Discussion Case: The Warhead Cable Test Dilemma

It was Monday morning at Bryson Corporation’s cable division assembly plant. Stanton Wong, the quality supervisor, had been worrying all weekend about a directive he had received from his boss before leaving work on Friday. Harry Jackson, the plant manager and a vice president of operations, had told Stanton unambiguously to disregard defects in a batch of laminated cable they had produced for a major customer, a military contractor. Now, Stanton was wondering what if anything he should say or do.

Bryson Corporation was large conglomerate headed by an aggressive CEO who had established a track record of buying and turning around low-performing manufacturing firms. Harry Jackson had been sent to the cable plant shortly after it had been acquired, and he was making headway rescuing what had been a marginal operation. The
word in the plant was that corporate was pleased with his progress.

Harry ran the plant like a dictator, with nearly absolute control, and made sure everyone inside and outside the organization knew it. Harry would intimidate his direct reports, yelling at them and insulting them at the least provocation. He harassed many of the young women in the office and was   having an affair with one of the sales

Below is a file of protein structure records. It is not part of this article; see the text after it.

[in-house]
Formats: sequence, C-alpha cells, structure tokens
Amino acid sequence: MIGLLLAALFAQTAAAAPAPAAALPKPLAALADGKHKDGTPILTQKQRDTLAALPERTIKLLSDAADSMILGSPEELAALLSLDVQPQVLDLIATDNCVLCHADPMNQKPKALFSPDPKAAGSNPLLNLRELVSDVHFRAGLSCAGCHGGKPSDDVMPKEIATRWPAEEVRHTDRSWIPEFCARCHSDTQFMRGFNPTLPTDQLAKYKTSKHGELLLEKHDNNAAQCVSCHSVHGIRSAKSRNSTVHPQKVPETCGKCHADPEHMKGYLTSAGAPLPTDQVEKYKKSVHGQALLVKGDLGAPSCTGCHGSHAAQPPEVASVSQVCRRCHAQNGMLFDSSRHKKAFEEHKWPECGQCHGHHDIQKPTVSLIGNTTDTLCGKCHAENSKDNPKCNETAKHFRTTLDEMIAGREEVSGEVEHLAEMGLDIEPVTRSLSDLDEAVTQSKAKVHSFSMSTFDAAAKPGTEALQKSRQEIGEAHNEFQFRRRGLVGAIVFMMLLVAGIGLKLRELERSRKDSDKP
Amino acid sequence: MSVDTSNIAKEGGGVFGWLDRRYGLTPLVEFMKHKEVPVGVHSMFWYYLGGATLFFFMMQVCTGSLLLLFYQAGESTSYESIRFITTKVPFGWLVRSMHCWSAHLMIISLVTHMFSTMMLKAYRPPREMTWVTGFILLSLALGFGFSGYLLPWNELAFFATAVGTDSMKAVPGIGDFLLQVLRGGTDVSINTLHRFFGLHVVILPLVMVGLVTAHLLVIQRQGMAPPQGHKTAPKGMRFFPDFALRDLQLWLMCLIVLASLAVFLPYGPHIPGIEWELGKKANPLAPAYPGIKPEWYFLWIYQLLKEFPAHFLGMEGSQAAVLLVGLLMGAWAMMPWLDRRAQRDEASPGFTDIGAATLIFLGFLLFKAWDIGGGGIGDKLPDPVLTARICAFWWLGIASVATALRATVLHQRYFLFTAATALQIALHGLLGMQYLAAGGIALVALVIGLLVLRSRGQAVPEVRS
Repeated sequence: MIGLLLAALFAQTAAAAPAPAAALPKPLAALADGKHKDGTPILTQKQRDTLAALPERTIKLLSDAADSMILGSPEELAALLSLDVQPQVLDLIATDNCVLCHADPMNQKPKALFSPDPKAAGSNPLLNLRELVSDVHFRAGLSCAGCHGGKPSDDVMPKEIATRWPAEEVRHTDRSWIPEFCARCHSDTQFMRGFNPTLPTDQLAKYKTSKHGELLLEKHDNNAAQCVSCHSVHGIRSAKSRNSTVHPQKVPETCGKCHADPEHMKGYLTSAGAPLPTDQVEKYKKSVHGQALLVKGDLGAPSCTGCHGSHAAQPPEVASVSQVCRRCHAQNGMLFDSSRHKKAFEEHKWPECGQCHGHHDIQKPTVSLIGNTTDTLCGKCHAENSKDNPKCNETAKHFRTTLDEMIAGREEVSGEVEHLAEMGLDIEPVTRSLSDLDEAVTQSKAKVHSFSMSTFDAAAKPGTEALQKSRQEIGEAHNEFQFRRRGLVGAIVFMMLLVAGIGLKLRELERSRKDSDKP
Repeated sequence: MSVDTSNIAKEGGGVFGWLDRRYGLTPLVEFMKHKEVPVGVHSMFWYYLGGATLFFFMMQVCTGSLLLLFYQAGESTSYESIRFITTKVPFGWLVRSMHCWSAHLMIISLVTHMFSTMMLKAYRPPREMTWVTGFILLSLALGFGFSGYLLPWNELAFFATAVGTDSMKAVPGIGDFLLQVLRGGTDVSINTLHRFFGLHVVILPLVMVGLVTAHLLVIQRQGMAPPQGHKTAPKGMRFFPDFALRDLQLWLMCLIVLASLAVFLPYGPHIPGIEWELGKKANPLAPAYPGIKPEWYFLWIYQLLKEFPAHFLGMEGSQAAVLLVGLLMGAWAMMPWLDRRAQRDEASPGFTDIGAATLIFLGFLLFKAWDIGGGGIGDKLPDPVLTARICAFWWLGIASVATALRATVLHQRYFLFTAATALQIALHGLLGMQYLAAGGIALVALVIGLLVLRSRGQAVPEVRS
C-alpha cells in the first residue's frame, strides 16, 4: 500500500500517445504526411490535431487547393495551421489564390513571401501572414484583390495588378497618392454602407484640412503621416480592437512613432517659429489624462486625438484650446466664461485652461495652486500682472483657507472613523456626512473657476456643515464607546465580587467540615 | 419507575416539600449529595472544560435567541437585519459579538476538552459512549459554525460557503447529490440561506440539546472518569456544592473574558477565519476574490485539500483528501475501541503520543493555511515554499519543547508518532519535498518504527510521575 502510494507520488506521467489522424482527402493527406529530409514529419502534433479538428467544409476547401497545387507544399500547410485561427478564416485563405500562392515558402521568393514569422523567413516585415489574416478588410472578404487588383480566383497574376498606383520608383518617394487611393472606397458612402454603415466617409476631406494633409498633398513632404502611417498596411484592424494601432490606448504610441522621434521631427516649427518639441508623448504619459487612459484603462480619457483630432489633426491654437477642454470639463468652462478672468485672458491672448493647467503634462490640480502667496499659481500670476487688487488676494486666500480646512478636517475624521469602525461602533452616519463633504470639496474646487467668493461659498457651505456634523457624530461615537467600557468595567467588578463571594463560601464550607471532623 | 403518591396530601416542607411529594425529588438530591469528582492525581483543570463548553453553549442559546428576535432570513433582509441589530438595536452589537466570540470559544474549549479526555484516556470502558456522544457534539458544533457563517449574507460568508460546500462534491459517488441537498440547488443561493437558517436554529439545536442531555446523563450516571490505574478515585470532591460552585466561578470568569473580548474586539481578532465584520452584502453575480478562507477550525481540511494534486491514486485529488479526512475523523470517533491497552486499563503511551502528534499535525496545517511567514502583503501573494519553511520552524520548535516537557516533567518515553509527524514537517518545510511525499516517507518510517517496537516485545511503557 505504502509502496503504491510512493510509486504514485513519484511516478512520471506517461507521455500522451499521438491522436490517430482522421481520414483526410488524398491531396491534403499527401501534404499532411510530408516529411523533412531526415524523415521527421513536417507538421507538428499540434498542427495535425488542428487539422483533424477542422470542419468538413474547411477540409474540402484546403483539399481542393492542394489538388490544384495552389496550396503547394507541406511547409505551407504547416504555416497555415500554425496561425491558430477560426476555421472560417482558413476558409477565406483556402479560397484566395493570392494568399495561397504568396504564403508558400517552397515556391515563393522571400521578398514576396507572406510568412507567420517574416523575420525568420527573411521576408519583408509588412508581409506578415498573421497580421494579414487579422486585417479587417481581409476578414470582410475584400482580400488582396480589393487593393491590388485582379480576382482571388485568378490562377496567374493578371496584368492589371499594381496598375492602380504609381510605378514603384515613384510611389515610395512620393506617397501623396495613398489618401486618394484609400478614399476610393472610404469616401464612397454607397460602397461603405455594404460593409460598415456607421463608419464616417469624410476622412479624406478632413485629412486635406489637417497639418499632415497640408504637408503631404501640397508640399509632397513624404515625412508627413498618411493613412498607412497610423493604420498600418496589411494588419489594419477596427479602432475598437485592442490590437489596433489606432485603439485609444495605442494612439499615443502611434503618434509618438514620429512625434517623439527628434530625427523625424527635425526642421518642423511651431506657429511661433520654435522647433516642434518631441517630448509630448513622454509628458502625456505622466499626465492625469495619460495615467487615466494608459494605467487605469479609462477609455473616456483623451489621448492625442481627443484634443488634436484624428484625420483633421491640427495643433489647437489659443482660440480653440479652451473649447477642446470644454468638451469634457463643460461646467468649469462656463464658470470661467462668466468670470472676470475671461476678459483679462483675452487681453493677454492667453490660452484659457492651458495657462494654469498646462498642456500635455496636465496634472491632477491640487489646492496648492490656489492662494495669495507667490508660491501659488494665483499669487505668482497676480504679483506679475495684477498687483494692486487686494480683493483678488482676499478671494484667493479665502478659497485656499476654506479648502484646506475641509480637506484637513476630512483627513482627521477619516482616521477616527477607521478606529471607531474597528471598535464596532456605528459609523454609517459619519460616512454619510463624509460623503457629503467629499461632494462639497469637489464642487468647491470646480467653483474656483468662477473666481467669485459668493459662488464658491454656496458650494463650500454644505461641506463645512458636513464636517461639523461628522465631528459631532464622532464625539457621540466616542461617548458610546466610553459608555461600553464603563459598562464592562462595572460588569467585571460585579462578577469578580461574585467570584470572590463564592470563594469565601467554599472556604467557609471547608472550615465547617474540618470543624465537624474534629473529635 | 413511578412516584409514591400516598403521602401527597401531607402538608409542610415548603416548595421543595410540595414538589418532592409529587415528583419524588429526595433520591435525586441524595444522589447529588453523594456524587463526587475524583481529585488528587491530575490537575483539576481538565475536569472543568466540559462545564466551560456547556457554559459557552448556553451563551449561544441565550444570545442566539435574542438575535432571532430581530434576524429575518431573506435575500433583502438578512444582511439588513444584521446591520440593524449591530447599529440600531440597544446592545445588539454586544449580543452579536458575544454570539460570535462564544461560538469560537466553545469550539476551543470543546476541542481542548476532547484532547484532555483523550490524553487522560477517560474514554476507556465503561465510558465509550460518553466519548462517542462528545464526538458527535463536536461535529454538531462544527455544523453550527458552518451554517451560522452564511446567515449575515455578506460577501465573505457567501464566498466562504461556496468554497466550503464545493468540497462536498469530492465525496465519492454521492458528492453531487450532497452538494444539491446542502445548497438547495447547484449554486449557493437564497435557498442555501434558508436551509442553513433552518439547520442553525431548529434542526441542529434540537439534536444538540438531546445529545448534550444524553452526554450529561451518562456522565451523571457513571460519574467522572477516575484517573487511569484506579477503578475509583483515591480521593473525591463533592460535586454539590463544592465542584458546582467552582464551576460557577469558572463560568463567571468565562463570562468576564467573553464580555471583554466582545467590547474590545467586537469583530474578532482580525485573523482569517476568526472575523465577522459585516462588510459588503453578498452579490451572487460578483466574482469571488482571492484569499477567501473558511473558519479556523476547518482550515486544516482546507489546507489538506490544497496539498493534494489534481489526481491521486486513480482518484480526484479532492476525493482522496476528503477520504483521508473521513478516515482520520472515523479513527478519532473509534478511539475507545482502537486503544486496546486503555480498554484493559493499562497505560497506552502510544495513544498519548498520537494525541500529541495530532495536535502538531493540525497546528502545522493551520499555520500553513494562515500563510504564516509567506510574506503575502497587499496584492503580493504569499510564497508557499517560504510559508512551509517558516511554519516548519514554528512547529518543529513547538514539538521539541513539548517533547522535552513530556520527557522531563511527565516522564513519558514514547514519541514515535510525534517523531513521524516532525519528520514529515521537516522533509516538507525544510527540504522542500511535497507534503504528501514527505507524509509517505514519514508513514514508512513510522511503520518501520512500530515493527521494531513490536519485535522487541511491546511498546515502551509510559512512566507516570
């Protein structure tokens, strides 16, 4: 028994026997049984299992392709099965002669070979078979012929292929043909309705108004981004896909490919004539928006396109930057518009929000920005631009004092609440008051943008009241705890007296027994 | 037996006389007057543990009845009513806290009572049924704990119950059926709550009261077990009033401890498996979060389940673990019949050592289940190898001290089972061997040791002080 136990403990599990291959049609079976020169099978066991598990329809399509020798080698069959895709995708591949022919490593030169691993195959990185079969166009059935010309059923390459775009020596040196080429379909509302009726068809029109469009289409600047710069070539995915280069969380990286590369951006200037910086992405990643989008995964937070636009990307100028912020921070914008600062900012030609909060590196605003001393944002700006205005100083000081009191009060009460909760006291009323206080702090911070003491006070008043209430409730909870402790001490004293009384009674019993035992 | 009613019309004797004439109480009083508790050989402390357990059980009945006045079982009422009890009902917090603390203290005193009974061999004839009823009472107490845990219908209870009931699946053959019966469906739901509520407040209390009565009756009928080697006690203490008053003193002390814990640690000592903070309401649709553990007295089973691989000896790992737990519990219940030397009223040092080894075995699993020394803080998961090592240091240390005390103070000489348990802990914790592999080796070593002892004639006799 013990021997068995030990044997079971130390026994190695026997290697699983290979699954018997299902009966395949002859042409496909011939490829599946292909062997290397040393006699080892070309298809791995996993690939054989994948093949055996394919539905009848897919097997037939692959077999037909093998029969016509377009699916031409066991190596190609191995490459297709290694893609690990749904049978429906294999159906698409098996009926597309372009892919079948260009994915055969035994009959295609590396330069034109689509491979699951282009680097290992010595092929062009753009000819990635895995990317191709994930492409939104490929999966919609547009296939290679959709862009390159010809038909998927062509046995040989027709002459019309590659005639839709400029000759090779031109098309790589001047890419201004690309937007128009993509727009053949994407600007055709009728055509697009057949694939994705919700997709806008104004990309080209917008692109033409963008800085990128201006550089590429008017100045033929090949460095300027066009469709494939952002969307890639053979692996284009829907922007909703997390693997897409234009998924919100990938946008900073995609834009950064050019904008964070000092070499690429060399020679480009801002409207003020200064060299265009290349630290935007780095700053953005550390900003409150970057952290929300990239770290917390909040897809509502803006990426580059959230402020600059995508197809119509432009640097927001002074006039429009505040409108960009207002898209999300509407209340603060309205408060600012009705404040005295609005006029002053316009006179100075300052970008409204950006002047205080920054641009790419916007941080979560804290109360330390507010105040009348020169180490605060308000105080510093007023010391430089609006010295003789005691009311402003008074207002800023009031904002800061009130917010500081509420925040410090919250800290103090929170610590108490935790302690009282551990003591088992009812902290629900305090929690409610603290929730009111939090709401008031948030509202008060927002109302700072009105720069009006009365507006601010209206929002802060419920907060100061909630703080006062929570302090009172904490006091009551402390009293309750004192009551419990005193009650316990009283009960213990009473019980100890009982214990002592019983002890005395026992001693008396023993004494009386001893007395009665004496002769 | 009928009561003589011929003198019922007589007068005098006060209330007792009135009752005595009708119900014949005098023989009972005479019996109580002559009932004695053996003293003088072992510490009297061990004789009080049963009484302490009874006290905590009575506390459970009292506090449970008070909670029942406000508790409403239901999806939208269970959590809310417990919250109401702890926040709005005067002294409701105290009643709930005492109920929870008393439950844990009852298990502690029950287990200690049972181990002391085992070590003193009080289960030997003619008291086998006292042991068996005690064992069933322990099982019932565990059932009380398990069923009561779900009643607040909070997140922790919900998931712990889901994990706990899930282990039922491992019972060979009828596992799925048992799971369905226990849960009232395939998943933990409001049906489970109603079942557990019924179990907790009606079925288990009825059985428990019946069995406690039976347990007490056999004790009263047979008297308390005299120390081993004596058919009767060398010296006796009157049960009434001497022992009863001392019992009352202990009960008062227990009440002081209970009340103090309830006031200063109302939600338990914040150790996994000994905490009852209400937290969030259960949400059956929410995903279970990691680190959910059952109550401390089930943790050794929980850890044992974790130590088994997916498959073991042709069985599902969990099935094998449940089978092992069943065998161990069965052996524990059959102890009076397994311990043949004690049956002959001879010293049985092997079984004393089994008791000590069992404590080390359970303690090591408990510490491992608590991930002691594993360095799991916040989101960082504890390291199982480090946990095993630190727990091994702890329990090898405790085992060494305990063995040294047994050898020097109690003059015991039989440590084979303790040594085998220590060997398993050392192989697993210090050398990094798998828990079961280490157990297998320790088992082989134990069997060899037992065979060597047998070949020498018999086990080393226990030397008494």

account managers.

Stanton’s two-year anniversary on the job had just passed. He was happy with his progress. He felt respected by the factory workers, by management colleagues, and often even by Harry. His pay was good enough that he and his wife felt confident to buy a house and start a family. He wanted to get a reputation as a loyal employee. He had decided early on that he was not about to challenge Harry. At least, that was Stanton’s approach until the warhead cable came along.

The warhead cable was part of a fuse system used in missiles. In the production process, a round cable was formed into a flat, ribbon-like shape by feeding it through a lamination machine and applying specific...